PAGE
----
Vaccine: Animation demonstrates queue calculator
The bloc had a huge spat with UK-Swedish vaccine maker AstraZeneca after the company experienced production problems at its plants in the Netherlands and Belgium. They sparked fury over threats to implement checks on the Northern Ireland border to prevent vaccines produced in the EU from reaching the UK – one of the main hurdles overcome in agreeing the Brexit deal. European Commission President Ursula von der Leyen has since praised a “step forward” after AstraZeneca agreed to supply an additional nine million jabs by March, but the 40 million doses now expected are still roughly half of what had been hoped.
After “fair distribution” of the vaccines was raised by both the EU and China as a concern at the World Economic Forum last month, experts tipped the pair to strike a deal.
The developments appear to tread the path predicted by political risk consultancy Eurasia Group in their assessment of the ‘Top Risks of 2021’ as it puts US President Joe Biden on a collision course with Beijing.
The report reads: “Unlike the Trump administration, which pursued a tougher China policy unilaterally, Biden will enlist and coordinate with allies in this area, seeking a multilateral front against specific Chinese economic and security policies.
“Following the China-EU investment agreement, Biden will have some suspicion of China.
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“In turn, that will create deeper fissures between Beijing and these US allies.
“But creating a broad united front on China will not happen easily.”
As the global race to produce enough vaccines continues, China appears to have made strides with two companies – Sinovac and Sinopharm.
Thanks to the delivery of one million doses of its Sinopharm vaccine, Serbia has the second-fastest Covid-19 vaccine rollout in Europe and Hungary became the first EU nation to approve the jab on Friday.
According to chief researcher at the Sinosteel Economic Research Institute, Hu Qimu, China expects more European countries to follow suit and use the vaccine instead of relying on the EU.
Mr Hu said: “Choosing Chinese vaccines with sufficient production capacity and timely, stable supply can better solve the current problem.”
The Eurasia Group appears to highlight this as a major pressure point, adding in the report that “the US and China will both try to increase their influence by providing vaccines to other countries”.
The main advantage of Sinovac is that it can be stored in a standard refrigerator between 2C-8C, like the Oxford vaccine.
Moderna’s vaccine needs to be stored at -20C and Pfizer’s vaccine at -70C.
It means that both Sinovac and the Oxford-AstraZeneca vaccines can be stored easier, which could see countries choose China over the US.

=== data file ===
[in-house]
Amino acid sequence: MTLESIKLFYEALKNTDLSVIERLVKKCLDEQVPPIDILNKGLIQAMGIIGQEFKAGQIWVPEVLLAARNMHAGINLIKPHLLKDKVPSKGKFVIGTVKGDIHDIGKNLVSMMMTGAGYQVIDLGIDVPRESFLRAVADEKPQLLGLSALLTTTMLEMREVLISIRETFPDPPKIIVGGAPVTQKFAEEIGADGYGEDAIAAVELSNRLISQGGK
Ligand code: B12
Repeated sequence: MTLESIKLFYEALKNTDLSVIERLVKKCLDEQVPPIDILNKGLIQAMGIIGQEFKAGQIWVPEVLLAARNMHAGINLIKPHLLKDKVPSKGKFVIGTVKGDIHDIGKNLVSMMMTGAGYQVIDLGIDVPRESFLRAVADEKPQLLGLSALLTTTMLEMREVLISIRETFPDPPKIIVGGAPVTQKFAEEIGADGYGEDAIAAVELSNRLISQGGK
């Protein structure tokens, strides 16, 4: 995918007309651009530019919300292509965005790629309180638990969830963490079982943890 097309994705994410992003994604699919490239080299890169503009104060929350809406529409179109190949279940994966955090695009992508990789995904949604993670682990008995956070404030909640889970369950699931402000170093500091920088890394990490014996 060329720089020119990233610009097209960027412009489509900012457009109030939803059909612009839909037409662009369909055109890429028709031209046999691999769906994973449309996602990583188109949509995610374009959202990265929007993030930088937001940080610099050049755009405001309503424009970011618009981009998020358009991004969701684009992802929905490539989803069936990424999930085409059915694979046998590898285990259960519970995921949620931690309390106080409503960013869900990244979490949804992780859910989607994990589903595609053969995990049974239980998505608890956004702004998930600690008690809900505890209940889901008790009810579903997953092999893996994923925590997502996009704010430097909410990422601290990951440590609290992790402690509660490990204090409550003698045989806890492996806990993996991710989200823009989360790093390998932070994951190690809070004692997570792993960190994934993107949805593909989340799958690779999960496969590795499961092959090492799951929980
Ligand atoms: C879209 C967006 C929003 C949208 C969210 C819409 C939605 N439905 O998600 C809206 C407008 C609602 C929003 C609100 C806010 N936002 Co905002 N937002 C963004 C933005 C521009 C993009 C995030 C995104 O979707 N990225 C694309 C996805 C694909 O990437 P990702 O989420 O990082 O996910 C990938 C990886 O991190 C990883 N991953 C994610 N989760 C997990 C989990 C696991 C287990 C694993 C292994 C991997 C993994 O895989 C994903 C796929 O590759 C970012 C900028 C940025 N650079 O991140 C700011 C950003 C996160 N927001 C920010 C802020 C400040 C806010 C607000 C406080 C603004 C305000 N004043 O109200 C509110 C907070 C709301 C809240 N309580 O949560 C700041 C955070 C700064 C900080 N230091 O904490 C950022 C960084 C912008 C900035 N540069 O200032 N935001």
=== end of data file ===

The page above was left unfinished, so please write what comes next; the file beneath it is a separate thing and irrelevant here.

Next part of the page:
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The document adds: “China is poised to outperform the US.
“Having largely contained the pandemic within the country’s borders, China’s powerful state apparatus will be able to export vaccines more easily.
“And unlike the best vaccines available in the US, current Chinese vaccines can be safely moved at a relatively warm temperature, making them attractive to low-and-middle-income countries that lack cold chain infrastructure.
“These advantages will enable China to make good on the big bet it placed on vaccine diplomacy.”
And the report detailed how confrontation could boil over.
It continues: “Beijing has signed export deals for its vaccines and agreements to produce them in key emerging markets, allowing it to deepen friendships in Southeast Asia, Latin America, and sub-Saharan Africa.
“The result will be hubris on Beijing’s part, albeit with rewards for those in the Global South eager to be vaccinated.
“Biden, on the other hand, will have to focus on domestic policies, including jumpstarting the economic recovery, leaving less time and fewer resources for competition with China.
“The US also faces a challenging vaccine rollout at home that could further dent its image internationally, and leave it with fewer bargaining chips to deal with countries such as the Philippines that seek to make vaccine access a precondition for greater foreign policy cooperation with Washington.
“The result will be a US elite and public increasingly resentful of Chinese gains during the vaccine phase, and that will add strain to bilateral relations generally.”
The furious vaccine row broke out after AstraZeneca told Brussels it would only be able to deliver about a quarter of the doses it had ordered.
The bloc demanded jabs set to be delivered to the UK be redirected and sent to the continent.
Over the weekend, the World Health Organisation (WHO) has criticised the EU’s handling of the situation, with vice-head Mariangela Simao dubbing it a “very worrying trend”.
Earlier WHO chief Dr Tedros Adhanom Ghebreyesus said “vaccine nationalism” could lead to a “protracted recovery”.
For now, the EU appears to have steadied the ship.
BioNTech has revealed this morning that it will deliver up to 75 million more vaccine doses to the EU during the second quarter than originally planned, thanks to the modification of production sites in Belgium and Germany.
The biotechnology group has overcome temporary delays to distribution, said Sierk Poetting, BioNTech’s chief financial officer, and added that, with the help of its US partner Pfizer, the company will increase deliveries from February 15.
BioNTech and Pfizer have agreed to supply the EU with 300 million doses and are in negotiations with Brussels to supply 300 million more.
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